Title page for ETD etd-11042005-120721

Type of Document Master's Thesis
Author Nix, Karen Elizabeth
Author's Email Address knix1@lsu.edu
URN etd-11042005-120721
Title Evaluation of Vetiver Oil and Alate Biology as Preventative Measures against Formosan Subterranean Termites, Coptotermes Formosanus Shiraki (Isoptera:Rhinotermitidae)
Degree Master of Science (M.S.)
Department Entomology
Advisory Committee
Advisor Name Title
Gregg Henderson Committee Chair
Roger A. Laine Committee Member
Seth Johnson Committee Member
  • sesquiterpene
  • organic mulch
  • tetrahydronootkatone
  • nootkatone
  • alate flight pattern
Date of Defense 2005-11-01
Availability unrestricted
The Formosan subterranean termite, Coptotermes formosanus Shiraki, is responsible for over $1 billion in property damage, repairs, and control in the United States. Presently, control of this exotic pest depends mainly on chemical methods. There is an increasing interest in using natural products in pest control because of their low mammalian toxicity and environmental safety.

Chemical components of the roots of vetiver grass, Vetiveria zizanioides (L.) Nash, have shown to be effective repellents and toxicants to Formosan subterranean termites. Objectives of this research were to evaluate: 1) vetiver grass root growth and its oil distribution; 2) vetiver oil, nootkatone, and tetrahydronootkatone as wood treatments; and 3) understanding alate flight biology as preventative measures against Formosan subterranean termites.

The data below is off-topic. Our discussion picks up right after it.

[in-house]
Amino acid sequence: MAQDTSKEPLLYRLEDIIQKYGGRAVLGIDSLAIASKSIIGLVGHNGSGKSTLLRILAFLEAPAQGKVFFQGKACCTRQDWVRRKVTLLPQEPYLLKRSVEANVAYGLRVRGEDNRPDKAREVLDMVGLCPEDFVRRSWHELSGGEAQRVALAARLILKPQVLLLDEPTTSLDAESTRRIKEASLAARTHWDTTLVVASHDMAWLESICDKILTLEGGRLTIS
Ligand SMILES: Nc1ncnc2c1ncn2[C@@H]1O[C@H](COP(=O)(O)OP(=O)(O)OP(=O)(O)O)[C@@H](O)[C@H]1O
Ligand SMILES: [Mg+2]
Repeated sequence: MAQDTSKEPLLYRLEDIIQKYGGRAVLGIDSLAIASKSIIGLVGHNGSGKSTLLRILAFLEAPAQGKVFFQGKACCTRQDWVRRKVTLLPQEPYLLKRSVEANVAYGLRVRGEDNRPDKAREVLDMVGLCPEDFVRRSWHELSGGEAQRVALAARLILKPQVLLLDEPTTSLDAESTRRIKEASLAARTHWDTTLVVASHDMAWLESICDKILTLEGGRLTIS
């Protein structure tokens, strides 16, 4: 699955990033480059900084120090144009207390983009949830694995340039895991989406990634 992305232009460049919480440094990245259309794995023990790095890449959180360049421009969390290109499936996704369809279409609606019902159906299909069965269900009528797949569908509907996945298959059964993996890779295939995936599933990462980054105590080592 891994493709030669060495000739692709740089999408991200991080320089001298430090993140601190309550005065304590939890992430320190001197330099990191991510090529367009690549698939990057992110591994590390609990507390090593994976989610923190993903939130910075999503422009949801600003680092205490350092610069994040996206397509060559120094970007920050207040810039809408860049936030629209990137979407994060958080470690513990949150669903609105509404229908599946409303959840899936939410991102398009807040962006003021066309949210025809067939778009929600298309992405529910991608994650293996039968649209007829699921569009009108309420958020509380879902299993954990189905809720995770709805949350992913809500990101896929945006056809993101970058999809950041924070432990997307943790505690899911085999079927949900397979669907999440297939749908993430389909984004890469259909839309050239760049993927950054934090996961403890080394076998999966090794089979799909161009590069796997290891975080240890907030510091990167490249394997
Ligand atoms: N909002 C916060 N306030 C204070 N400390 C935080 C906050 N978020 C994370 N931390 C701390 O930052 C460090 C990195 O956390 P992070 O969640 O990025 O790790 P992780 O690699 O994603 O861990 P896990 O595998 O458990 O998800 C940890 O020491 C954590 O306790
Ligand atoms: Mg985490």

The amount of vetiver oil present in the root system increased as root weight increased at each sampling date. At the final sampling period, mean root weight increased 520% from the previous sampling period. The highest vetiver root mulch to sand ratio tested was effective against Formosan subterranean termites by decreasing tunneling activity and increasing termite mortality, thus decreasing wood consumption.

In field and laboratory studies, wood samples treated with 5% nootkatone or 5% tetrahydronootkatone solutions showed good potential as possible wood treatment options. These studies indicated significantly less consumption of treated wood samples verses untreated controls. Significantly higher termite mortality was observed with treated wood samples as opposed to untreated controls in the laboratory evaluation.

Analysis of annual flights of the Formosan subterranean termite monitored for 16 years in New Orleans, Louisiana, indicated the timing of peak flights was non-random, suggesting a mechanism, either external or internal to the colony, triggers peak alate flights. No relationship was observed between any of the extrinsic factors tested in relation to the largest flight of the year. A degree day model was constructed to aid in predicting each year’s largest Formosan subterranean termite flight, which indicated peak flights did not occur before an average of 2611 heat units had accumulated.

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